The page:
I’m sure by now all of you have seen the viral YouTube video called “What Does the Fox Say?” (Watch it here.) It’s a funny, weird little music video all about how the average person really doesn’t know what kind of sounds a fox makes. When you’re reading a picture book to your baby, you tell her that the cat says meow and the doggie says ruff, but what do you do when you get to the picture of the fox? It really is a dilemma. (Another tough one is the bunny. I always just say boing, boing.)
I guess the question will live on, because somehow I never did just Google it to try to find out what a fox actually says. And the huge hole will remain in my book-reading repertoire. Sorry, kids.
My nephew Pearson adores this video and thinks it’s hilarious. He even went dressed as a fox for Halloween, wearing a sign that said, Ask me what I say. Apparently people asked him all night and he made a bunch of the funny noises from the song. What a cutie.
When I saw that big green sign on Pearson at Halloween, I imagined what would happen if Christians wore signs like that around. What if we went to work, to Target, to the car wash, to the movies wearing a sign that said, I’m a Christian! Ask me what I say!
Do you think it would change the daily message that we send to the world? Do you think if we labeled ourselves and invited people to look to us as examples of how Christians talk that it would affect the way we present ourselves?
But, guess what? We don’t have to wear a label around. If we are Christians, people are already watching us to see how we talk. They’re looking at us to see what kinds of things matter to us, what fills our minds and our hearts. They’re listening to try and hear with their own ears what a life changed by Jesus Christ sounds like.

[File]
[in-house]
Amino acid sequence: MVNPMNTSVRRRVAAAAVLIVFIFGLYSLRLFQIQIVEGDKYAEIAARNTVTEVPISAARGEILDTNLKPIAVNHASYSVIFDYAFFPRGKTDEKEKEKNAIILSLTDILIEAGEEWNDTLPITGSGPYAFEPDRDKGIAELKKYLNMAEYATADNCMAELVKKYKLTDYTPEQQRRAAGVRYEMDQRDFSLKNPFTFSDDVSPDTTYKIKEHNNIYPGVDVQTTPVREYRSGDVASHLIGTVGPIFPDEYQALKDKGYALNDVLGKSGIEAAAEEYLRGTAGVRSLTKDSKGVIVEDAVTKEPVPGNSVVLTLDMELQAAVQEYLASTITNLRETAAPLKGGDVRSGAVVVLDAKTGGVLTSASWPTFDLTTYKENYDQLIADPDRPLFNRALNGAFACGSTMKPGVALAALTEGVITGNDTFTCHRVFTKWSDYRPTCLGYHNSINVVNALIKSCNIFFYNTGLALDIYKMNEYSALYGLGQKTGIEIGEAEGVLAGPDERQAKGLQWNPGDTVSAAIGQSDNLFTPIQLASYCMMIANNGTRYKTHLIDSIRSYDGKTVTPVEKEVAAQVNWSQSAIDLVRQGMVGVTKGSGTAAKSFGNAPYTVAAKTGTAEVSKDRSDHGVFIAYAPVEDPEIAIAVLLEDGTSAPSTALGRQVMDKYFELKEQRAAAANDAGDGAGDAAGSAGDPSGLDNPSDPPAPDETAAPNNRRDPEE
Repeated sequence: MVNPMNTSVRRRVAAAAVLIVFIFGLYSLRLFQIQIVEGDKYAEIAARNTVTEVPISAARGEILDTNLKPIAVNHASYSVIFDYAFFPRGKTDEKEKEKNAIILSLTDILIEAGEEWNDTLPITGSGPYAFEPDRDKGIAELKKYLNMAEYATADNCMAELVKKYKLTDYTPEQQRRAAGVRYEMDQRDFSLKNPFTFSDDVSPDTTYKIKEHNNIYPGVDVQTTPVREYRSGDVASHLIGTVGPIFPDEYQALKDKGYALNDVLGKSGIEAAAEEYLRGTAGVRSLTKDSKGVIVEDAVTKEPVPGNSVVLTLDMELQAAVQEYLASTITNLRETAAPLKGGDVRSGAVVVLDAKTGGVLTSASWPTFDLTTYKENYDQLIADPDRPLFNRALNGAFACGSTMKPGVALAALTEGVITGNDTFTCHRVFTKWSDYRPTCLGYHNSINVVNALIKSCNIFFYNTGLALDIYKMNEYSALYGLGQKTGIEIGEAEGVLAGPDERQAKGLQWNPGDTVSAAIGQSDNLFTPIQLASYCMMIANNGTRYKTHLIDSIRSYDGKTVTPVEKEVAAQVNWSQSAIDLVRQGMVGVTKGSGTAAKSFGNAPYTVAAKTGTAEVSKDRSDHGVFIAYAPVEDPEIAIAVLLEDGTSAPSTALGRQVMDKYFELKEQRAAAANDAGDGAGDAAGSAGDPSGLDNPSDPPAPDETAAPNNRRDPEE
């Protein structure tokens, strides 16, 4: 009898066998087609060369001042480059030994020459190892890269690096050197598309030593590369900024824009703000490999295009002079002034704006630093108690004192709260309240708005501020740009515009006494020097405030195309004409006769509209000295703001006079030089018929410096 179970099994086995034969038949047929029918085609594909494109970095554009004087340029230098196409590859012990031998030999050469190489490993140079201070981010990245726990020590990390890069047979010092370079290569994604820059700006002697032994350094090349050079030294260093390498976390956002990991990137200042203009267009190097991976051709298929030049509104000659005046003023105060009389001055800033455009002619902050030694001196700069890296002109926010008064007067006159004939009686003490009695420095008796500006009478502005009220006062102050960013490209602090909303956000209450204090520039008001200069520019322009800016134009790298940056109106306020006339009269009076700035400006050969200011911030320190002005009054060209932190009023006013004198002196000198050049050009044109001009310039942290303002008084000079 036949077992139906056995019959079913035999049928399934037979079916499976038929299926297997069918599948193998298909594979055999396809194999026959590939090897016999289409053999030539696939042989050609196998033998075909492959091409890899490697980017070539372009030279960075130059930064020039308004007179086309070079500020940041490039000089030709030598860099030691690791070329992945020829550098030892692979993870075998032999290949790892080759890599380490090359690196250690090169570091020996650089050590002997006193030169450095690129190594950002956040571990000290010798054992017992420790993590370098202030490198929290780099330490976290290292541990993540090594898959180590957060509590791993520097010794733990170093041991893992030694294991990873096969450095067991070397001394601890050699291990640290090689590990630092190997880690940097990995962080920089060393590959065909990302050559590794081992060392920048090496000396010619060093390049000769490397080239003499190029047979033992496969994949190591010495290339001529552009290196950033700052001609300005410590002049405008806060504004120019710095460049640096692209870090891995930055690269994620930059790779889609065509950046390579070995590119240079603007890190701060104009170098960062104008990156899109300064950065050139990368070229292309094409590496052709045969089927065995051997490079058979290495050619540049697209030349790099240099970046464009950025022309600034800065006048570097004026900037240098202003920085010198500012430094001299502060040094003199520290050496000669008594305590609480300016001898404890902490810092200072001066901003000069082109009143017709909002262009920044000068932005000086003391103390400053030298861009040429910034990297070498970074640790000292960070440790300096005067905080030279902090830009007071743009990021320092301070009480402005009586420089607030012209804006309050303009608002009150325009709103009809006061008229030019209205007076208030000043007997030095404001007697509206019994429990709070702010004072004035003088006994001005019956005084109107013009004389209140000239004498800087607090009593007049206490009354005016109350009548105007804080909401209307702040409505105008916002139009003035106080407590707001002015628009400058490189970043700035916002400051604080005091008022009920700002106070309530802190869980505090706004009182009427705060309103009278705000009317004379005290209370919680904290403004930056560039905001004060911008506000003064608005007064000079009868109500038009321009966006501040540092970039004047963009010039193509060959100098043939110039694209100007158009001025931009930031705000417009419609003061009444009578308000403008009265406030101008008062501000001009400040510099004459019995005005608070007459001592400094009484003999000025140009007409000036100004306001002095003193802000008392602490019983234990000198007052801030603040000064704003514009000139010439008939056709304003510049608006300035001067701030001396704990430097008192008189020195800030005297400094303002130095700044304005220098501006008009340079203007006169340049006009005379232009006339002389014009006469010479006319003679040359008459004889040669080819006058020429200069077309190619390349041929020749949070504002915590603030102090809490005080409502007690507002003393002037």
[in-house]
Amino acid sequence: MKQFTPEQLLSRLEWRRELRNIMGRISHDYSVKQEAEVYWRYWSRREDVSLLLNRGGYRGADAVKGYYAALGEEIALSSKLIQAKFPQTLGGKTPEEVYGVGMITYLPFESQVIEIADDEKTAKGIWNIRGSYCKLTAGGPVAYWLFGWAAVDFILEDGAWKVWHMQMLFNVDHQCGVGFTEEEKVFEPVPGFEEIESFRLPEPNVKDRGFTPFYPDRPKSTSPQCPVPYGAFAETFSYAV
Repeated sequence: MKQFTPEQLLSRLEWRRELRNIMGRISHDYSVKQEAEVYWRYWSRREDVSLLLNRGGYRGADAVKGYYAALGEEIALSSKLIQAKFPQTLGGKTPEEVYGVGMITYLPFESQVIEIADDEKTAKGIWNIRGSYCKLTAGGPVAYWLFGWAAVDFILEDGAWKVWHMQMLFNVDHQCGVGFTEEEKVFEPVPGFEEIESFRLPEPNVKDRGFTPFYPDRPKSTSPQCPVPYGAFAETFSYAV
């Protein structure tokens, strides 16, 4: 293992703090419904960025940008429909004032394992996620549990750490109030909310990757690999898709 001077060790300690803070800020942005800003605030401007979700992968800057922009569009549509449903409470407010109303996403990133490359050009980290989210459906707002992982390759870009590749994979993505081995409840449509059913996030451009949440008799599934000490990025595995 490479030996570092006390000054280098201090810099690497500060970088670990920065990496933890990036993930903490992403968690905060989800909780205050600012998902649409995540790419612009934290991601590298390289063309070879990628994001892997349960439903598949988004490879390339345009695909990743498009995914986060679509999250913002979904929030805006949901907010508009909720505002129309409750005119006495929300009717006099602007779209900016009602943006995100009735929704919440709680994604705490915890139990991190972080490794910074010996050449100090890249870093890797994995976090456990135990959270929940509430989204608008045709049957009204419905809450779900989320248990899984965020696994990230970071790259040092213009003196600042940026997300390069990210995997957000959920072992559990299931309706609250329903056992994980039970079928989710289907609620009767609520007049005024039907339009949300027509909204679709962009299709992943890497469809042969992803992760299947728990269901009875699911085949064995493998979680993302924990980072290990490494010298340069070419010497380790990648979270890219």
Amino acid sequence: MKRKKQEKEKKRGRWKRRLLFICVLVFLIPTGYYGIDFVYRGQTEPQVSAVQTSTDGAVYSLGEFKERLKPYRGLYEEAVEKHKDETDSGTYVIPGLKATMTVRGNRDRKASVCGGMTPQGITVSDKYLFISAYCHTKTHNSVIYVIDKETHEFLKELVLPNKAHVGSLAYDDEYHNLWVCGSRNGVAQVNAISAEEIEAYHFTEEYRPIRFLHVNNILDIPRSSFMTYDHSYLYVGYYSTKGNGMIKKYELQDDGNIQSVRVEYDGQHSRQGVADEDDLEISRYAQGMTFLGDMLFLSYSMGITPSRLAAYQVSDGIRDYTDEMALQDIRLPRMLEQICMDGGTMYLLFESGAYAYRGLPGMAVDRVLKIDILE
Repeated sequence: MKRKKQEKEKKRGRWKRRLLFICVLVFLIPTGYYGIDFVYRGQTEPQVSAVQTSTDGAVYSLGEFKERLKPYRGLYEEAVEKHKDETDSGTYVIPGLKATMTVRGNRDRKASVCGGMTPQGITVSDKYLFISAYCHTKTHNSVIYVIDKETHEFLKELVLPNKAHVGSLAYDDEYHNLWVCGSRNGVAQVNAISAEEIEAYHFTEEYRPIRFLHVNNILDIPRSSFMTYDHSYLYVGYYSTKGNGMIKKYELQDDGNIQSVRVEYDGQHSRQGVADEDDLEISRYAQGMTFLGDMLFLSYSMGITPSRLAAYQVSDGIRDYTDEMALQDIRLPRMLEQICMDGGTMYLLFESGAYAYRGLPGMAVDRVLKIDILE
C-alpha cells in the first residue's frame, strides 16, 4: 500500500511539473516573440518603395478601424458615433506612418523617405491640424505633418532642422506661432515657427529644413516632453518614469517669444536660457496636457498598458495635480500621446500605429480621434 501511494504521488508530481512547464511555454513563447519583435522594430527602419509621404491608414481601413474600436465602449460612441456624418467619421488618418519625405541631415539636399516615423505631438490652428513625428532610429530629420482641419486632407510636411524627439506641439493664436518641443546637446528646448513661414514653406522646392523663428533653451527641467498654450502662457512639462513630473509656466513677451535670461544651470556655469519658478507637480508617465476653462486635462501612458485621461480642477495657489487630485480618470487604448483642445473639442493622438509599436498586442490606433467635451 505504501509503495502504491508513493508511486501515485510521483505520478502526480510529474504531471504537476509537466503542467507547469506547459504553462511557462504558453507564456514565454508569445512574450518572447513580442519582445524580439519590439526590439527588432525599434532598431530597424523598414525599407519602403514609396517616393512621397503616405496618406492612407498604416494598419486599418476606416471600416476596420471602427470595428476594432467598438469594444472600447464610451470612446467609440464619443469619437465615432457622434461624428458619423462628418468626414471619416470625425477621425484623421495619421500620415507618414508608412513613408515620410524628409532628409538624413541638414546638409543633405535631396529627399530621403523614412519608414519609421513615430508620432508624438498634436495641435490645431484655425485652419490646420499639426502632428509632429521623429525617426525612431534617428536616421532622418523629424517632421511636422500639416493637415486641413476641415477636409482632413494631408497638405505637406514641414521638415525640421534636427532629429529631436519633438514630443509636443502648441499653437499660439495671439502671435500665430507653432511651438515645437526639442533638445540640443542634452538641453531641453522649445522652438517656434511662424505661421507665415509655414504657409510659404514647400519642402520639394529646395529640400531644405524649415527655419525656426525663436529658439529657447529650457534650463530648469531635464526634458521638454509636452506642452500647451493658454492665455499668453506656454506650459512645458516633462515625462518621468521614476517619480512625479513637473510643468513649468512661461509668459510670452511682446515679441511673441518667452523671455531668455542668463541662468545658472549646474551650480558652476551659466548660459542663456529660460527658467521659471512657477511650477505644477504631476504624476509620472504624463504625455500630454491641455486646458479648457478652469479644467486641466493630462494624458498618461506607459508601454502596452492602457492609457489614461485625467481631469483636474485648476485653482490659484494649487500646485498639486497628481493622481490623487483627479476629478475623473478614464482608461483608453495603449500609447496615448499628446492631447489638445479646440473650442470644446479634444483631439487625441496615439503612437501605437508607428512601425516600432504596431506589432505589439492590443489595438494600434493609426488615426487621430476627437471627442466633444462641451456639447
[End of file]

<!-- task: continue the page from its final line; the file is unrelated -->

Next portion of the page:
What kind of messages are we sending? That believing in Jesus makes us over-sensitive? That following God makes us cranky and hard to deal with? That Christians are complainers? That our faith makes no difference in the way we treat others? In the way we deal with hardship?
We must be careful how we talk online, in person, and in attitudes and actions. What we say and do should be softened with love, tempered with grace, and given to the world as a gift from God.
Also, let’s not forget, in light of the 41st anniversary of the horrible Roe v. Wade decision, that sometimes Christians remain silent when we shouldn’t. God gives us opportunities to speak up for the weak. Let’s not squander those chances.
So, when we have trouble using our words to bring glory to God, we can picture our big green sign, and we can remember the reality that our words matter, to the here and now and to eternity.
As for that sneaky fox, maybe one of these days I’ll try and figure out what he actually says. In the meantime, I’ll continue my strategy of casually skipping the fox page in the picture books. If Emerald ever asks about it, thank goodness Pearson is only a phone call away.